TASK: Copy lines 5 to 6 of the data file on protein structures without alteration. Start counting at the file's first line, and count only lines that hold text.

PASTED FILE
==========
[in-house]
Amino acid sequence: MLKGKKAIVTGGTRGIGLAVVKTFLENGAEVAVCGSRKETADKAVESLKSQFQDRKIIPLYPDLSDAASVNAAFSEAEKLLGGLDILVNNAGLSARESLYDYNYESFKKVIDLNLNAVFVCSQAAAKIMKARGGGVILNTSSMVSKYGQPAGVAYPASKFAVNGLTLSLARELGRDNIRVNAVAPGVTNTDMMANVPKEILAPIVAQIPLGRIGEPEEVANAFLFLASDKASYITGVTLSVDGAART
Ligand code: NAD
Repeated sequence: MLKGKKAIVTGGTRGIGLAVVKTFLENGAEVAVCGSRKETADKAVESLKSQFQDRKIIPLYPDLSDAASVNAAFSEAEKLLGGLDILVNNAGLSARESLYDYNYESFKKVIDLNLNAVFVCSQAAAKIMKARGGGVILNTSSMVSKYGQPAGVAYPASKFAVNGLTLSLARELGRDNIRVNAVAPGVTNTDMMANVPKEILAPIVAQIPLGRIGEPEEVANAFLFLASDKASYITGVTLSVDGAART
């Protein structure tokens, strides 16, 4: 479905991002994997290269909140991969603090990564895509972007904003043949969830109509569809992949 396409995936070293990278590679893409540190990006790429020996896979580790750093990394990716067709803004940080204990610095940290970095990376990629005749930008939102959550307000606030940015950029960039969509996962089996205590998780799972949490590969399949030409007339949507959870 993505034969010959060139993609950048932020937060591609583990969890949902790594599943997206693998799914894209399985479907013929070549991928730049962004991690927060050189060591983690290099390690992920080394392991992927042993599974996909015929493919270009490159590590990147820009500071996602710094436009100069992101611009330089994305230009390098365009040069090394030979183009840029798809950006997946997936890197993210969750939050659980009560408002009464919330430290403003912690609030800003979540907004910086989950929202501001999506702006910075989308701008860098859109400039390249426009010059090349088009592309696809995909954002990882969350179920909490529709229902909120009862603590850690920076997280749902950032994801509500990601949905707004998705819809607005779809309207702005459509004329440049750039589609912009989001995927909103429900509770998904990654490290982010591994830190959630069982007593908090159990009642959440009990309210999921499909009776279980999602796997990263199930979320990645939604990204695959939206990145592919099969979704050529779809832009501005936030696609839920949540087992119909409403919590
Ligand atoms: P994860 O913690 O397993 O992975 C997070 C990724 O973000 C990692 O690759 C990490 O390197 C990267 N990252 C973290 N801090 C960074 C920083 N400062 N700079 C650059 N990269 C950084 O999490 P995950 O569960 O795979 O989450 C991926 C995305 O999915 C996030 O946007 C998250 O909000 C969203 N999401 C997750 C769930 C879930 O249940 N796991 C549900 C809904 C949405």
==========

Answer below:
């Protein structure tokens, strides 16, 4: 479905991002994997290269909140991969603090990564895509972007904003043949969830109509569809992949 396409995936070293990278590679893409540190990006790429020996896979580790750093990394990716067709803004940080204990610095940290970095990376990629005749930008939102959550307000606030940015950029960039969509996962089996205590998780799972949490590969399949030409007339949507959870 993505034969010959060139993609950048932020937060591609583990969890949902790594599943997206693998799914894209399985479907013929070549991928730049962004991690927060050189060591983690290099390690992920080394392991992927042993599974996909015929493919270009490159590590990147820009500071996602710094436009100069992101611009330089994305230009390098365009040069090394030979183009840029798809950006997946997936890197993210969750939050659980009560408002009464919330430290403003912690609030800003979540907004910086989950929202501001999506702006910075989308701008860098859109400039390249426009010059090349088009592309696809995909954002990882969350179920909490529709229902909120009862603590850690920076997280749902950032994801509500990601949905707004998705819809607005779809309207702005459509004329440049750039589609912009989001995927909103429900509770998904990654490290982010591994830190959630069982007593908090159990009642959440009990309210999921499909009776279980999602796997990263199930979320990645939604990204695959939206990145592919099969979704050529779809832009501005936030696609839920949540087992119909409403919590
Ligand atoms: P994860 O913690 O397993 O992975 C997070 C990724 O973000 C990692 O690759 C990490 O390197 C990267 N990252 C973290 N801090 C960074 C920083 N400062 N700079 C650059 N990269 C950084 O999490 P995950 O569960 O795979 O989450 C991926 C995305 O999915 C996030 O946007 C998250 O909000 C969203 N999401 C997750 C769930 C879930 O249940 N796991 C549900 C809904 C949405």